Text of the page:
Hubble snaps picture of Jupiter impact site

Hubble Space Telescope, still undergoing checkout after a shuttle servicing mission in May, takes dramatic pictures of Jupiter that show remnants of a presumed impact.

William Harwood
Bill Harwood has been covering the U.S. space program full-time since 1984, first as Cape Canaveral bureau chief for United Press International and now as a consultant for CBS News. He has covered more than 125 shuttle missions, every interplanetary flight since Voyager 2's flyby of Neptune, and scores of commercial and military launches. Based at the Kennedy Space Center in Florida, Harwood is a devoted amateur astronomer and co-author of "Comm Check: The Final Flight of Shuttle Columbia." You can follow his frequent status updates at the CBS News Space page.
William Harwood

The Hubble Space Telescope, still undergoing tests and checkout after a May shuttle servicing mission, snapped a dramatic photo of Jupiter this week showing the atmospheric disturbance left behind after a presumed comet or icy asteroid crashed into the giant planet.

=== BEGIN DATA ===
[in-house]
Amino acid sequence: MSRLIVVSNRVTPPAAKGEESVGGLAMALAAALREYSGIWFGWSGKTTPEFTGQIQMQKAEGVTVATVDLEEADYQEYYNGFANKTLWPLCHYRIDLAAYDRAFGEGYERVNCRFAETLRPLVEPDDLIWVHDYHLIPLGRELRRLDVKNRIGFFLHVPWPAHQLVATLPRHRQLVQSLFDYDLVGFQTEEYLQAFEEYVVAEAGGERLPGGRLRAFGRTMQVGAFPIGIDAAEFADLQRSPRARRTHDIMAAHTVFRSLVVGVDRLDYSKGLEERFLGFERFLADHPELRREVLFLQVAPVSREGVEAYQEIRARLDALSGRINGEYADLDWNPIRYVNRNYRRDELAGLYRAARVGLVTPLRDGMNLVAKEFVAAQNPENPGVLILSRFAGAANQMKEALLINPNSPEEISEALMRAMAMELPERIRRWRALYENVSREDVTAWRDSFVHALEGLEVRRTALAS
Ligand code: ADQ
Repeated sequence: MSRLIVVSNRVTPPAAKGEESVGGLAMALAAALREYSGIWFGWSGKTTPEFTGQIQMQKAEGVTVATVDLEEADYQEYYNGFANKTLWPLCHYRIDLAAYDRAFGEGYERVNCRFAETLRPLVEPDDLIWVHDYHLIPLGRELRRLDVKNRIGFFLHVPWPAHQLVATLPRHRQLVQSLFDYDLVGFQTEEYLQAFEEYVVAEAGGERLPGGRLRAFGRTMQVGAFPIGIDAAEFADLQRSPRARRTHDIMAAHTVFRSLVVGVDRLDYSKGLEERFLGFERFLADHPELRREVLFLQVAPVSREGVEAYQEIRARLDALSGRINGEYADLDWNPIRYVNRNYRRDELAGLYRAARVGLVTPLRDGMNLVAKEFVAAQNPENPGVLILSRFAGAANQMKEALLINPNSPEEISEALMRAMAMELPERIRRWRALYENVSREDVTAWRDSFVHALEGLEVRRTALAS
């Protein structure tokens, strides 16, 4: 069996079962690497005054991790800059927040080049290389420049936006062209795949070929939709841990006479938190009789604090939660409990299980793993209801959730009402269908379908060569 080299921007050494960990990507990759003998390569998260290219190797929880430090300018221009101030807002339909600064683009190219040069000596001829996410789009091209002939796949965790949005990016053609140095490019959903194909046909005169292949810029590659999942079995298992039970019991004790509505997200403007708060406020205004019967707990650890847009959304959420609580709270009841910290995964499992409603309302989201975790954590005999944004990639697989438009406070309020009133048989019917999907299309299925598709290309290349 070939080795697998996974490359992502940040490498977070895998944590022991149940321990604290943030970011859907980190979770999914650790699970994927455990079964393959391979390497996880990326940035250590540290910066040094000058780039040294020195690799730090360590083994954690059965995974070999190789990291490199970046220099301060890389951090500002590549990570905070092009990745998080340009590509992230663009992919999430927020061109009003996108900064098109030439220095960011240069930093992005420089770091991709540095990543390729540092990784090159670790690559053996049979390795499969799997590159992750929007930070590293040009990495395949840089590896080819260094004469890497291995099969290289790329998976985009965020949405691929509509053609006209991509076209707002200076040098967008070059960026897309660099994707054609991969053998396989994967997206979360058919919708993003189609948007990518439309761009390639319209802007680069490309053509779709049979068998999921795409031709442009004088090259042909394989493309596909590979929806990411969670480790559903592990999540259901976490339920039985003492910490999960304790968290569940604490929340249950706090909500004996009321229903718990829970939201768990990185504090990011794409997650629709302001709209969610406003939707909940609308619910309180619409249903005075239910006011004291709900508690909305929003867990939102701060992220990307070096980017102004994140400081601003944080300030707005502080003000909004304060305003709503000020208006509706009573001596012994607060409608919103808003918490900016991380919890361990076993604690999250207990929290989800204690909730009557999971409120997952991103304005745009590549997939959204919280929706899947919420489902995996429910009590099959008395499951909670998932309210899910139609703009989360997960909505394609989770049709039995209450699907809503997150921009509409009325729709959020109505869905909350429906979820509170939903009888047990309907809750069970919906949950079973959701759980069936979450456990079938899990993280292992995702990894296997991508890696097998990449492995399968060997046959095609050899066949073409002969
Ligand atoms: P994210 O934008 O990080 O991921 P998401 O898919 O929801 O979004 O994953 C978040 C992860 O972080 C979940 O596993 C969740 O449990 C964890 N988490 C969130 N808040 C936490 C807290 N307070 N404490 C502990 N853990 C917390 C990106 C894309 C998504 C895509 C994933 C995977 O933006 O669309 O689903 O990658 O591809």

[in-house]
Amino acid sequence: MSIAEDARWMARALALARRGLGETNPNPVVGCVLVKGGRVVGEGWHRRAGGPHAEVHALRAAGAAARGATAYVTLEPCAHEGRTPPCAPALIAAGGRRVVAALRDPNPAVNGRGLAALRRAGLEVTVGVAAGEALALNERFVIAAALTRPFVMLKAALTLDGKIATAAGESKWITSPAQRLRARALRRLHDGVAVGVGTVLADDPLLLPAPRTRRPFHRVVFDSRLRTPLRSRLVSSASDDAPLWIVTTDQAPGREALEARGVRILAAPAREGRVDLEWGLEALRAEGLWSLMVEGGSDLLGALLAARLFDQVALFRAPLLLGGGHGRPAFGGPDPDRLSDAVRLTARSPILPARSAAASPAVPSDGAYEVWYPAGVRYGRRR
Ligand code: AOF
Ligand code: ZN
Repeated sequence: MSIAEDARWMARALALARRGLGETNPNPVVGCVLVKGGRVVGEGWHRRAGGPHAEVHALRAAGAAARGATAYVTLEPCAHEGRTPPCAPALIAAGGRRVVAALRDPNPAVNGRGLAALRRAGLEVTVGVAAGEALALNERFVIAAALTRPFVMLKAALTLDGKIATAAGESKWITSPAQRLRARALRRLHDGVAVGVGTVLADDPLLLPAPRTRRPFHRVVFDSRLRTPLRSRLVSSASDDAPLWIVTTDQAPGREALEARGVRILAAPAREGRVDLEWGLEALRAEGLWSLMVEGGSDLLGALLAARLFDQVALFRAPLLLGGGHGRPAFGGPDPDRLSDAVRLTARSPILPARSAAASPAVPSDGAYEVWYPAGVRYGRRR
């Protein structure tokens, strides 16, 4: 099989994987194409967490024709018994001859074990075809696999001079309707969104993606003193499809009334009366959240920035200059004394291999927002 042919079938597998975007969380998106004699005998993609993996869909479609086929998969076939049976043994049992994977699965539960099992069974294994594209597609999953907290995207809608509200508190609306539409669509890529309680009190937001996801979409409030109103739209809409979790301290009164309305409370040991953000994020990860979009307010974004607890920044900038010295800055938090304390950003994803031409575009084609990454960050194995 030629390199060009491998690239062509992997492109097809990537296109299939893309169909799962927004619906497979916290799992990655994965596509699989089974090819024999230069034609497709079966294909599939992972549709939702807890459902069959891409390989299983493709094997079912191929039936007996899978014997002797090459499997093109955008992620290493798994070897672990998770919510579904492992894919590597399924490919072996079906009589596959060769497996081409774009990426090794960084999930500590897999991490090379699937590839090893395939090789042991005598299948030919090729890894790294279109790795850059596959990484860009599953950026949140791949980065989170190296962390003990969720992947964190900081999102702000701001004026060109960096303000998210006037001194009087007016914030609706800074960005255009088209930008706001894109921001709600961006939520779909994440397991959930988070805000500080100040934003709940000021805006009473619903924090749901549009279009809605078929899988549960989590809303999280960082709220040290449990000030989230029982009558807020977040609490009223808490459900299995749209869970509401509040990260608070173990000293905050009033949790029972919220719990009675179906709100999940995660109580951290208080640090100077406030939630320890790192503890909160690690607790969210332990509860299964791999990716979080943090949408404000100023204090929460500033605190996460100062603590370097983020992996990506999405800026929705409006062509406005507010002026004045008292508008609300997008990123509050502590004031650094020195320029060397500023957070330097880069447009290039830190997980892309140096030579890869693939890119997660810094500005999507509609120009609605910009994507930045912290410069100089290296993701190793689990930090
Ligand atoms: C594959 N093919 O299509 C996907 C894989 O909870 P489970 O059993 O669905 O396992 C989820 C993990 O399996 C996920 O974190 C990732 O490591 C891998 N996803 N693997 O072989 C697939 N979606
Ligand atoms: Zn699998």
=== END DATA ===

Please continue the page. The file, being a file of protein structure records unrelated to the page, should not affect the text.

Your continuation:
The photograph, taken by the new Wide Field Camera 3, is the first science observation released from Hubble since the telescope was upgraded and repaired.

The Hubble Space Telescope's Wide Field Camera 3 imaged Jupiter this week, showing the site of a presumed impact. NASA

"The details seen in the Hubble view shows lumpiness in the debris plume caused by turbulence in Jupiter's atmosphere," NASA said in a statement. "The impactor is estimated to be the size of several football fields.

"The force of the explosion on Jupiter was thousands of times more powerful than the suspected comet or asteroid that exploded in June 1908 over the Tunguska River Valley in Siberia."

The impact, discovered by Australian amateur astronomer Anthony Wesley, came 15 years after Comet Shoemaker-Levy 9 crashed into Jupiter in 1994, the only other known impact in recent history.